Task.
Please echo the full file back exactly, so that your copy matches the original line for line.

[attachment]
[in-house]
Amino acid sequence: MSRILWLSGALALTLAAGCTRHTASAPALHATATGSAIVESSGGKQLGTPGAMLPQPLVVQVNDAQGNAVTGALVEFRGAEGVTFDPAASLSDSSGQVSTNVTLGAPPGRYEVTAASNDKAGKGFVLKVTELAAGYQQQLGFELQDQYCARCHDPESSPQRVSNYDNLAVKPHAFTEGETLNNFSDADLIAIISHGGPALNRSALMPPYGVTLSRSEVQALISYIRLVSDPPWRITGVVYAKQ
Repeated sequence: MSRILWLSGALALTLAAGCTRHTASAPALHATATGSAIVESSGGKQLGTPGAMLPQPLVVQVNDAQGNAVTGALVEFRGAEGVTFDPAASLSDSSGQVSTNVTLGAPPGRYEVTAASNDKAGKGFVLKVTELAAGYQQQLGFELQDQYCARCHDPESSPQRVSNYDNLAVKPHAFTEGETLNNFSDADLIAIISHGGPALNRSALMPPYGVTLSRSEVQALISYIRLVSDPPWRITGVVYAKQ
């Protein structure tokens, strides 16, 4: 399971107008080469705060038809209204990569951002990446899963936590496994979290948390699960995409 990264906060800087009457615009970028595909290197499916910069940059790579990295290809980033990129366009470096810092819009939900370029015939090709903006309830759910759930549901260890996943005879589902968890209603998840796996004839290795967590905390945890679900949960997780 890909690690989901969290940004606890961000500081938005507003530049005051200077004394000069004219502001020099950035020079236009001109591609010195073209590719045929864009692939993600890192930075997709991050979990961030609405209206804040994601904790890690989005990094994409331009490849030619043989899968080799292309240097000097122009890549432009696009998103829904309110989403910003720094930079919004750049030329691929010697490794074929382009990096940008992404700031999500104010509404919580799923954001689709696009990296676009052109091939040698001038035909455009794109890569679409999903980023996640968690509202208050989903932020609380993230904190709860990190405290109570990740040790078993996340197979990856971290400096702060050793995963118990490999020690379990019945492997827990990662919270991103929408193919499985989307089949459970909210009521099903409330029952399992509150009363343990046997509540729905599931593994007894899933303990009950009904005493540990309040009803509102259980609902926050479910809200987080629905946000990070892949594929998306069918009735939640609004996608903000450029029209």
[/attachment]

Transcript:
[in-house]
Amino acid sequence: MSRILWLSGALALTLAAGCTRHTASAPALHATATGSAIVESSGGKQLGTPGAMLPQPLVVQVNDAQGNAVTGALVEFRGAEGVTFDPAASLSDSSGQVSTNVTLGAPPGRYEVTAASNDKAGKGFVLKVTELAAGYQQQLGFELQDQYCARCHDPESSPQRVSNYDNLAVKPHAFTEGETLNNFSDADLIAIISHGGPALNRSALMPPYGVTLSRSEVQALISYIRLVSDPPWRITGVVYAKQ
Repeated sequence: MSRILWLSGALALTLAAGCTRHTASAPALHATATGSAIVESSGGKQLGTPGAMLPQPLVVQVNDAQGNAVTGALVEFRGAEGVTFDPAASLSDSSGQVSTNVTLGAPPGRYEVTAASNDKAGKGFVLKVTELAAGYQQQLGFELQDQYCARCHDPESSPQRVSNYDNLAVKPHAFTEGETLNNFSDADLIAIISHGGPALNRSALMPPYGVTLSRSEVQALISYIRLVSDPPWRITGVVYAKQ
């Protein structure tokens, strides 16, 4: 399971107008080469705060038809209204990569951002990446899963936590496994979290948390699960995409 990264906060800087009457615009970028595909290197499916910069940059790579990295290809980033990129366009470096810092819009939900370029015939090709903006309830759910759930549901260890996943005879589902968890209603998840796996004839290795967590905390945890679900949960997780 890909690690989901969290940004606890961000500081938005507003530049005051200077004394000069004219502001020099950035020079236009001109591609010195073209590719045929864009692939993600890192930075997709991050979990961030609405209206804040994601904790890690989005990094994409331009490849030619043989899968080799292309240097000097122009890549432009696009998103829904309110989403910003720094930079919004750049030329691929010697490794074929382009990096940008992404700031999500104010509404919580799923954001689709696009990296676009052109091939040698001038035909455009794109890569679409999903980023996640968690509202208050989903932020609380993230904190709860990190405290109570990740040790078993996340197979990856971290400096702060050793995963118990490999020690379990019945492997827990990662919270991103929408193919499985989307089949459970909210009521099903409330029952399992509150009363343990046997509540729905599931593994007894899933303990009950009904005493540990309040009803509102259980609902926050479910809200987080629905946000990070892949594929998306069918009735939640609004996608903000450029029209």